[6]  Railroad Ventures, Inc.–Acquisition and Operation Exemption – Youngstown & Southern Railroad Company, STB Finance Docket No. 33385, slip op at 4 and 5, Ordering Paragraph 4 (STB served July 15, 1997).

[7]  Besides CCPA, the Ohio Rail Development Corporation, the Northeast Ohio Trade & Economic Consortium, and the Mahoning County Commissioners were willing to fund repairs.

[8]  See Railroad Ventures, Inc. — Abandonment Exemption — Between Youngstown, OH, and Darlington, PA, in Mahoning and Columbiana Counties, OH, and Beaver County, PA, STB Docket No. AB-556 (Sub-No. 1X) (STB served Jan. 22, 1999), slip op. at 5 (January 1999 Decision); decision served January 17, 2001 (January 2001 Decision) at 1-2.

[9]  The OFA process requires a party that seeks abandonment authorization to instead sell the property to a “financially responsible” person that is willing and able to provide for continued rail service.  If the parties cannot agree on an appropriate sale price, the Board sets the terms of sale at its constitutional minimum value.  See RVI v. STB, 299 F.3d at 532-33.

[10]  See RVI v. STB, 299 F.3d at 537-48.  Litigation over the property interests to be transferred continued after the closing.  In a 2003 opinion, the Sixth Circuit upheld a Board order that required RVI to transfer to CCPA 96 additional licenses it had entered into but had not disclosed when the Board determined the line’s value.  Railroad Ventures, Inc. v. STB, 70 Fed. Appx. 239, 2003 WL 2129184 (6th Cir. 2003).

[11]  October 2000 Decision at 19.

[12]  November 2001 Decision at 7-8.

[13]  February 2007 Decision at 8.

[14]  Id. at 6, 8-9.

[15]  February 2007 Decision at 11, Ordering Paragraph 3.

[16]  Response at 3-5. 

[17]  RVI submitted an affidavit from an ORDC employee stating that $854,443 in federal funds had been granted to ORDC, which ORDC used to pay for repairs to the signals in question.

[18]  The FHWA requires railroads to share in the cost of eliminating existing grade crossings at which active warning devices are in place, but not grade crossing improvements.  See 23 CFR 646.210(b)(1).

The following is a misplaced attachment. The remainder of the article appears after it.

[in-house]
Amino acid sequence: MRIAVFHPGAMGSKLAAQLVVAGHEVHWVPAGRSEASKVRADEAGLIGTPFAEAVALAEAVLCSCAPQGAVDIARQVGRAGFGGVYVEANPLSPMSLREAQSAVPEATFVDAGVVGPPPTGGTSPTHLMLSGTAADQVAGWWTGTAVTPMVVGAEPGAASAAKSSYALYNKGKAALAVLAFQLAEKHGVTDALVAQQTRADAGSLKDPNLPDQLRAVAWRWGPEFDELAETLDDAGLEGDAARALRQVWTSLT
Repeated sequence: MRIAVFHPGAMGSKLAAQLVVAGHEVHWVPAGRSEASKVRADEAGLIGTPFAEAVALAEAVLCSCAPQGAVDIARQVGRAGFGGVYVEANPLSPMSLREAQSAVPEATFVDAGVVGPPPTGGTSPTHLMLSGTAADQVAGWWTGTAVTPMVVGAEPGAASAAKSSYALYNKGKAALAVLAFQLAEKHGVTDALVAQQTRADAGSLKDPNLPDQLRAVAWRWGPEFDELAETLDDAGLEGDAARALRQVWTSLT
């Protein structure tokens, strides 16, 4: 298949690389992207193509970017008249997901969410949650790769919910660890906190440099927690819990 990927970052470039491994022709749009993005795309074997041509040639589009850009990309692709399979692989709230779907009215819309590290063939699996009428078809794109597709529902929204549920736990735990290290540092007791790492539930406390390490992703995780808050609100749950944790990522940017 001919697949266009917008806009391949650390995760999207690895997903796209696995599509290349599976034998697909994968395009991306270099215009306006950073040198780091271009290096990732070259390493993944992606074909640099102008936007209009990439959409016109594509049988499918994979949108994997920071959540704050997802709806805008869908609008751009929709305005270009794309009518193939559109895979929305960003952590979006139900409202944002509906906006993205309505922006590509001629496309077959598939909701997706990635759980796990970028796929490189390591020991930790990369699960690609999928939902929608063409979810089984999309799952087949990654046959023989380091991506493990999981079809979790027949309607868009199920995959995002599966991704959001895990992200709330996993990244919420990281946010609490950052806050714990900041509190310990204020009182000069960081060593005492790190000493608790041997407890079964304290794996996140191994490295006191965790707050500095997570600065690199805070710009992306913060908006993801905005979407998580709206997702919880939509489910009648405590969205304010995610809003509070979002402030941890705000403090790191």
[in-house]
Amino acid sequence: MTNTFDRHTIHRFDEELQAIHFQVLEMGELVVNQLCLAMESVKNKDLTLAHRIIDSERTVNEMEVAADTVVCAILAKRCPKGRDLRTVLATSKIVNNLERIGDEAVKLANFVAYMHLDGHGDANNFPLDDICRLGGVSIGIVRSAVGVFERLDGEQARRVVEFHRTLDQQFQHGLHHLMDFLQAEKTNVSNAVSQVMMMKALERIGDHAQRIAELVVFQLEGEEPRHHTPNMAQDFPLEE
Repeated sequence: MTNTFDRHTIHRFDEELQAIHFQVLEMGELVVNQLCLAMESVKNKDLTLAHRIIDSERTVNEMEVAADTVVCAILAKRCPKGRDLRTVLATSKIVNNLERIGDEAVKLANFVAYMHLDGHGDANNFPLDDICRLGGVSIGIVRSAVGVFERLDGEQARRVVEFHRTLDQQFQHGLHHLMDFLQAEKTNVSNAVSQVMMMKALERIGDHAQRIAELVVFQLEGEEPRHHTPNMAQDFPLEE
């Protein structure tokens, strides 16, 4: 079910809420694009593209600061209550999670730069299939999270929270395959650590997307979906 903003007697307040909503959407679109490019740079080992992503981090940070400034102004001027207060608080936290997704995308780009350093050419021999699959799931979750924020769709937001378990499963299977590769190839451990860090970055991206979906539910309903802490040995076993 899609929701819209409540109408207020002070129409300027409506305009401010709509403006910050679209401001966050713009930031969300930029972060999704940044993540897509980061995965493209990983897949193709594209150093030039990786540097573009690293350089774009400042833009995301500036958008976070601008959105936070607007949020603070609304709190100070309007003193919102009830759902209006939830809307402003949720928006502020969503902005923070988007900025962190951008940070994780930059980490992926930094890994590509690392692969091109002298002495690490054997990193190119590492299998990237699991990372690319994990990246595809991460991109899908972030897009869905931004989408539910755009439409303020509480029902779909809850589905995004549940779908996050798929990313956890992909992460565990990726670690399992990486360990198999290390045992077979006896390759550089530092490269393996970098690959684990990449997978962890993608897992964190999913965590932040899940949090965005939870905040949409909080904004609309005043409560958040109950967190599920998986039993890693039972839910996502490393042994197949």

[19]  Response at 9.  CCPA counters that the FHWA regulations have no bearing in this case.  CCPA argues that RVI was required to repair damage to the signals under Part 234 of the Federal Railroad Administration’s regulations, 49 CFR 234.1-.275.

[20]  Response at 11-13.

[21]  See Town of Springfield v. STB, 412 F.3d 187 (D.C. Cir. 2005); Friends of Sierra R.R. v. ICC, 881 F.2d 663, 666-67 (9th Cir. 1989); Beehive Tel. Co. v. FCC, 180 F.3d 314, 320 (D.C. Cir. 1999). 

[22]  See DOE & DOD v. B. & O. Railroad Co., 10 I.C.C.2d 112, 132 n.67 (1994).

[23]  Verified Notice for Exemption, supra note 4, at 6 (emphasis in original).

[24]  RVI first sought to invoke a “class exemption” for lines over which there has been no traffic for at least 2 years.  See 49 CFR 1152.50.  The Board found that this line did not qualify for that treatment in view of the local shippers’ continued efforts to have rail service restored.  See January 1999 Decision at 5-6.

[25]  Of course, had RVI sought authority to abandon the line sooner (in 1997 or 1998), then CCPA’s ability to purchase the line through the OFA process would have frustrated RVI’s secret plan to remove the railroad track and ties completely and “liquidate the property in whole or in part to maximize [its] cash flow potential.”  RVI v. STB, 299 F.3d at 533.  Instead of seeking prompt abandonment, RVI took a number of steps to make it much more difficult and costly for CCPA to buy the line and provide rail service, presumably so that CCPA would withdraw its offer.  RVI accelerated the deterioration of the line by turning off the power to the signal boxes, disconnecting at least some of the warning devices or allowing them to be disconnected, permitting (indeed encouraging) state highway crews to pave over the track at various points, refusing to perform any maintenance or take any action to protect the line from vandalism, systematically stripping the line of potentially valuable property rights that might produce revenue to support future rail operations, and entering into a “poison pill” agreement with a township that was opposed to the resumption of rail service.

[26]  RVI Response to Joint Motion (filed Apr. 4, 2003), V.S. of George Wehner, at 8-9.  See also CCPA and Central Columbiana & Pennsylvania Railway, Inc. (collectively, CCPA/CCPR) Rebuttal (filed Apr. 21, 2003) Rebuttal V.S. of Walter Gane at 4 (maintaining that “there was nothing wrong with the signals” prior to RVI’s ownership).

[27]  See CCPA/CCPR Joint Motion (filed Jan. 21, 2003), V.S. of Walter Gane, at 2-4.

[28]  After CCPA made a qualifying offer for the Y&S line under the OFA process, RVI delayed and sought to thwart the sale through baseless objections and proposed terms and conditions that were patently unreasonable.  See RVI v. STB, 299 F.3d at 536-47; October 2000 Decision at 2-8; December 2000 Decision at 2-3.  The sale could not be completed until January 2001, and then only after the Court of Appeals ordered RVI to sell the line using the deed form prescribed by the Board.  See Railroad Ventures, Inc. v. STB, Nos. 00-3261, et al. (6th Cir. filed Jan. 5, 2001) (unreported).  During the entirety of the OFA process, RVI did nothing to maintain the line.